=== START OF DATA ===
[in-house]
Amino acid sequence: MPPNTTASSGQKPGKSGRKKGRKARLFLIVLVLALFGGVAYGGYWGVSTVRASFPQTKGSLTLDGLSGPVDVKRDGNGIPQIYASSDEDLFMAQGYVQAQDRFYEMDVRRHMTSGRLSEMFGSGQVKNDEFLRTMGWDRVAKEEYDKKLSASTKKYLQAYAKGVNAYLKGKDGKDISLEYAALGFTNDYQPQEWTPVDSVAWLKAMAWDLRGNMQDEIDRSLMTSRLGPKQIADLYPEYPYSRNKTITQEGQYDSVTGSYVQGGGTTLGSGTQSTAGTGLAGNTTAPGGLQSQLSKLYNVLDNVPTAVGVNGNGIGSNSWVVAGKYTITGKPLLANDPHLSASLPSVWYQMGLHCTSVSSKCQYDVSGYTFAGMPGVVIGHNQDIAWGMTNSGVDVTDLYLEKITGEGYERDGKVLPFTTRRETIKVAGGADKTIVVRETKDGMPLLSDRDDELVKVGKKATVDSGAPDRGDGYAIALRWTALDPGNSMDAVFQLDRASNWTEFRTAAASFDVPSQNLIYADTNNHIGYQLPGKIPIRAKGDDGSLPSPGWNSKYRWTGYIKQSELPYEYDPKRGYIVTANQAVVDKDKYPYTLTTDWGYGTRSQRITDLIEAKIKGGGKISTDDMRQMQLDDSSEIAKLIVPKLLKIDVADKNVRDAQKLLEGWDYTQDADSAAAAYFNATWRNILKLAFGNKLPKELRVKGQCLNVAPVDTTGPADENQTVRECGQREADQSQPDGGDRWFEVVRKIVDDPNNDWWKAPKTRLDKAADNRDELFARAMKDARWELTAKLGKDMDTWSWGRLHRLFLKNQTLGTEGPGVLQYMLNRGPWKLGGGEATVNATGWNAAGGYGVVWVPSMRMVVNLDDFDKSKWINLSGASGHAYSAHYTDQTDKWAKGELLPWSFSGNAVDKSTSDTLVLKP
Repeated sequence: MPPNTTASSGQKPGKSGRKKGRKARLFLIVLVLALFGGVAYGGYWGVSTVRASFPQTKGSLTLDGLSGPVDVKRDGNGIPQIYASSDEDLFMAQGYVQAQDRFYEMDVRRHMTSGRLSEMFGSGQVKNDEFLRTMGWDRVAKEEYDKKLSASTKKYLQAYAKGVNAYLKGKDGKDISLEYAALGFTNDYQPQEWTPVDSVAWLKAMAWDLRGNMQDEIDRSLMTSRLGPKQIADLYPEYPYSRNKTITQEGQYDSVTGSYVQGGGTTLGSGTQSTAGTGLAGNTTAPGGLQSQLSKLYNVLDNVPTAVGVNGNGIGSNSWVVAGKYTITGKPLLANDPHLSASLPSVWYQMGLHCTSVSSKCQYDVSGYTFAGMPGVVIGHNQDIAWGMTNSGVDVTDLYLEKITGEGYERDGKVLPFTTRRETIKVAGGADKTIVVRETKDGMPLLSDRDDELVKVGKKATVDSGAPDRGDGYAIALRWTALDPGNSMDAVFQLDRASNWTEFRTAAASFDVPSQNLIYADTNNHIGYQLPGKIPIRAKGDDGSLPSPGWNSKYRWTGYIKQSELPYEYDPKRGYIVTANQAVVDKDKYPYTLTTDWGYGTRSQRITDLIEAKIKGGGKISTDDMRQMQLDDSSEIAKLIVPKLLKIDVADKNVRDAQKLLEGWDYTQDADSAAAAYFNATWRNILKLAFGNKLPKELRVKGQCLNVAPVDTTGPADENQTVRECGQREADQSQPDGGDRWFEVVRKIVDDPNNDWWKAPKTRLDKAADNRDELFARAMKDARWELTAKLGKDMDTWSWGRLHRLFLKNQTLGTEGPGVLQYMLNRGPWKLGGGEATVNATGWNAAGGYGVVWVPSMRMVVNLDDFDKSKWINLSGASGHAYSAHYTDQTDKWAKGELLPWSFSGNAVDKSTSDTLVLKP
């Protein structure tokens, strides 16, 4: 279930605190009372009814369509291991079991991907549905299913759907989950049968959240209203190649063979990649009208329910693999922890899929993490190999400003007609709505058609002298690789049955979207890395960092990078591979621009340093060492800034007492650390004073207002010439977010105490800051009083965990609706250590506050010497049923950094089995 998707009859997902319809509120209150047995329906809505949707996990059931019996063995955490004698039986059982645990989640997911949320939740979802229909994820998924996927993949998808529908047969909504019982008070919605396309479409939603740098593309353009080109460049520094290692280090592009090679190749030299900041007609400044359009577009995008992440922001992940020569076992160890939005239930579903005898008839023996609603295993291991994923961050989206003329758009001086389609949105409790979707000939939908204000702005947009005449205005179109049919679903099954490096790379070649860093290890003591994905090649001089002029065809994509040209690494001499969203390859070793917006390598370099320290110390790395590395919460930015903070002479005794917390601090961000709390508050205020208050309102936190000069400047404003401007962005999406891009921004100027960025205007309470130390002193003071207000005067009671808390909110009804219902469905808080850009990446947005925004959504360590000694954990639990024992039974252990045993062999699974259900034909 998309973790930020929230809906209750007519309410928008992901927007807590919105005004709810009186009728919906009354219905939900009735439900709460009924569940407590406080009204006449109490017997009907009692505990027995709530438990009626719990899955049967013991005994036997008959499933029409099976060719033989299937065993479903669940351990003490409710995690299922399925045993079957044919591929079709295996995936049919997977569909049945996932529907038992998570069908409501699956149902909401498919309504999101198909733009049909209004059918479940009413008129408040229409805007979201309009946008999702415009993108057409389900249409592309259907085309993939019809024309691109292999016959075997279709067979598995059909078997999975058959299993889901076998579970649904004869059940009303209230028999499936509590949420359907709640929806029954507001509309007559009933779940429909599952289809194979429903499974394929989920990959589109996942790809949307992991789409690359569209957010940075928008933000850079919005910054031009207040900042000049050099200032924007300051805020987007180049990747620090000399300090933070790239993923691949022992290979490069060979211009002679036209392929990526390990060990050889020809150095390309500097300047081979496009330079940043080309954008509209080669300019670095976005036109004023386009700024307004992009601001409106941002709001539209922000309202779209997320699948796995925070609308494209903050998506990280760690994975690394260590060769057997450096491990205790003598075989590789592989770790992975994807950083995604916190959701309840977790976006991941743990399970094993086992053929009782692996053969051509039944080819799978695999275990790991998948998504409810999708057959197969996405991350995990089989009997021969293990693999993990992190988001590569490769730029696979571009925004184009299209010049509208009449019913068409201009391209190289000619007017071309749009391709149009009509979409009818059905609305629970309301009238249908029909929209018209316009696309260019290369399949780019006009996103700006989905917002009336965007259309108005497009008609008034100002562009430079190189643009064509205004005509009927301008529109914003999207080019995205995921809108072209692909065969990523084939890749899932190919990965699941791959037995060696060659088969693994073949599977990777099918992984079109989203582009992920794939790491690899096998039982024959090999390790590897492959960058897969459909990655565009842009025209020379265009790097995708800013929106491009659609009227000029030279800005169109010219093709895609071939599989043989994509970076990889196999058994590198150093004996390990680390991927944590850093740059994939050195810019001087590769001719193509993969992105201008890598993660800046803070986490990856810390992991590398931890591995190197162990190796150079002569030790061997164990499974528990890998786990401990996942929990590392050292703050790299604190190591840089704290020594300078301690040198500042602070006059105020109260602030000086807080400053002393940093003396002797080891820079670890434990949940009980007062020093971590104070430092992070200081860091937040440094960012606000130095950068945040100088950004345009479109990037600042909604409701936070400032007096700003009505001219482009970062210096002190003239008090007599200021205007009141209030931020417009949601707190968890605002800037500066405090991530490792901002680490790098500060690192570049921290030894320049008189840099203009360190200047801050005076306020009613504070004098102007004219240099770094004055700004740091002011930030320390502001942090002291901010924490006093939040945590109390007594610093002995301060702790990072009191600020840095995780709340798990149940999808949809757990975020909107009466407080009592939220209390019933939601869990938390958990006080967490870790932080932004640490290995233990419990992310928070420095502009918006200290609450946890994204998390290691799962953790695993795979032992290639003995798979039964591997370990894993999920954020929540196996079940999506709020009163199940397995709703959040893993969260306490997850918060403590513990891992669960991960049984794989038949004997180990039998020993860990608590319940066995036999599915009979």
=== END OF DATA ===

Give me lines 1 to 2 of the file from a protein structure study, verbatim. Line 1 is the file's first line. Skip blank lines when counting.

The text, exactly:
[in-house]
Amino acid sequence: MPPNTTASSGQKPGKSGRKKGRKARLFLIVLVLALFGGVAYGGYWGVSTVRASFPQTKGSLTLDGLSGPVDVKRDGNGIPQIYASSDEDLFMAQGYVQAQDRFYEMDVRRHMTSGRLSEMFGSGQVKNDEFLRTMGWDRVAKEEYDKKLSASTKKYLQAYAKGVNAYLKGKDGKDISLEYAALGFTNDYQPQEWTPVDSVAWLKAMAWDLRGNMQDEIDRSLMTSRLGPKQIADLYPEYPYSRNKTITQEGQYDSVTGSYVQGGGTTLGSGTQSTAGTGLAGNTTAPGGLQSQLSKLYNVLDNVPTAVGVNGNGIGSNSWVVAGKYTITGKPLLANDPHLSASLPSVWYQMGLHCTSVSSKCQYDVSGYTFAGMPGVVIGHNQDIAWGMTNSGVDVTDLYLEKITGEGYERDGKVLPFTTRRETIKVAGGADKTIVVRETKDGMPLLSDRDDELVKVGKKATVDSGAPDRGDGYAIALRWTALDPGNSMDAVFQLDRASNWTEFRTAAASFDVPSQNLIYADTNNHIGYQLPGKIPIRAKGDDGSLPSPGWNSKYRWTGYIKQSELPYEYDPKRGYIVTANQAVVDKDKYPYTLTTDWGYGTRSQRITDLIEAKIKGGGKISTDDMRQMQLDDSSEIAKLIVPKLLKIDVADKNVRDAQKLLEGWDYTQDADSAAAAYFNATWRNILKLAFGNKLPKELRVKGQCLNVAPVDTTGPADENQTVRECGQREADQSQPDGGDRWFEVVRKIVDDPNNDWWKAPKTRLDKAADNRDELFARAMKDARWELTAKLGKDMDTWSWGRLHRLFLKNQTLGTEGPGVLQYMLNRGPWKLGGGEATVNATGWNAAGGYGVVWVPSMRMVVNLDDFDKSKWINLSGASGHAYSAHYTDQTDKWAKGELLPWSFSGNAVDKSTSDTLVLKP